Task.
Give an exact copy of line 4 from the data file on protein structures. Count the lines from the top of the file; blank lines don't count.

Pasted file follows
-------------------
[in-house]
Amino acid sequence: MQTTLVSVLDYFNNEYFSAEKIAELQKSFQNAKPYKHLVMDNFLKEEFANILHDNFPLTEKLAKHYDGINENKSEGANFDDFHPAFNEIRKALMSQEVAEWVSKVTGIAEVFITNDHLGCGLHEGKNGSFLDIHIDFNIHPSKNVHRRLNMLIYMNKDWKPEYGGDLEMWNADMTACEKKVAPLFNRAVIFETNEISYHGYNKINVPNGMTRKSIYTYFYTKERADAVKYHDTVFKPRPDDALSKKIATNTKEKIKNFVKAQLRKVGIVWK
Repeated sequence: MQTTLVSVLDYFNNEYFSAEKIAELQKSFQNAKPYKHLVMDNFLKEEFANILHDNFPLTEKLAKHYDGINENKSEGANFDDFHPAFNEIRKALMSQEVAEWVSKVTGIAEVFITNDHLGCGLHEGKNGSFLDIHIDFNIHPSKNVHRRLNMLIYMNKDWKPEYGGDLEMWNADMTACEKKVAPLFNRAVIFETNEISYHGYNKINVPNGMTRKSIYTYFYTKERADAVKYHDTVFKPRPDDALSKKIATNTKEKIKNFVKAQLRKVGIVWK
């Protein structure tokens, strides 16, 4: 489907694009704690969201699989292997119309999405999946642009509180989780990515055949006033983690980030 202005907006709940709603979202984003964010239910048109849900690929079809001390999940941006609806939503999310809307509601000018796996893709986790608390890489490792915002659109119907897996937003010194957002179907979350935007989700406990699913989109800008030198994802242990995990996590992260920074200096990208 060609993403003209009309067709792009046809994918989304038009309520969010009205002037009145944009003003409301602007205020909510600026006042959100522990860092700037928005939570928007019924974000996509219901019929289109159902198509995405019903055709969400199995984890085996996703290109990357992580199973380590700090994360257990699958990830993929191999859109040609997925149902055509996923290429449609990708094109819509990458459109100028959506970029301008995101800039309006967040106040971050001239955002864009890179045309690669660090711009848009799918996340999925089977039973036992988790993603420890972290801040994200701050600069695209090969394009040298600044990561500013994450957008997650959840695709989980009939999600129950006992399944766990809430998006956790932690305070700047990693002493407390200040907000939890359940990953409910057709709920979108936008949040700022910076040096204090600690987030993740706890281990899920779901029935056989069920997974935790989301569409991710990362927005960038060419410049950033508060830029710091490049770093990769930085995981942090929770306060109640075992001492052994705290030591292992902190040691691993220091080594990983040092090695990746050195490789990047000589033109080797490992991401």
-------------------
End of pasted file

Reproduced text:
């Protein structure tokens, strides 16, 4: 489907694009704690969201699989292997119309999405999946642009509180989780990515055949006033983690980030 202005907006709940709603979202984003964010239910048109849900690929079809001390999940941006609806939503999310809307509601000018796996893709986790608390890489490792915002659109119907897996937003010194957002179907979350935007989700406990699913989109800008030198994802242990995990996590992260920074200096990208 060609993403003209009309067709792009046809994918989304038009309520969010009205002037009145944009003003409301602007205020909510600026006042959100522990860092700037928005939570928007019924974000996509219901019929289109159902198509995405019903055709969400199995984890085996996703290109990357992580199973380590700090994360257990699958990830993929191999859109040609997925149902055509996923290429449609990708094109819509990458459109100028959506970029301008995101800039309006967040106040971050001239955002864009890179045309690669660090711009848009799918996340999925089977039973036992988790993603420890972290801040994200701050600069695209090969394009040298600044990561500013994450957008997650959840695709989980009939999600129950006992399944766990809430998006956790932690305070700047990693002493407390200040907000939890359940990953409910057709709920979108936008949040700022910076040096204090600690987030993740706890281990899920779901029935056989069920997974935790989301569409991710990362927005960038060419410049950033508060830029710091490049770093990769930085995981942090929770306060109640075992001492052994705290030591292992902190040691691993220091080594990983040092090695990746050195490789990047000589033109080797490992991401």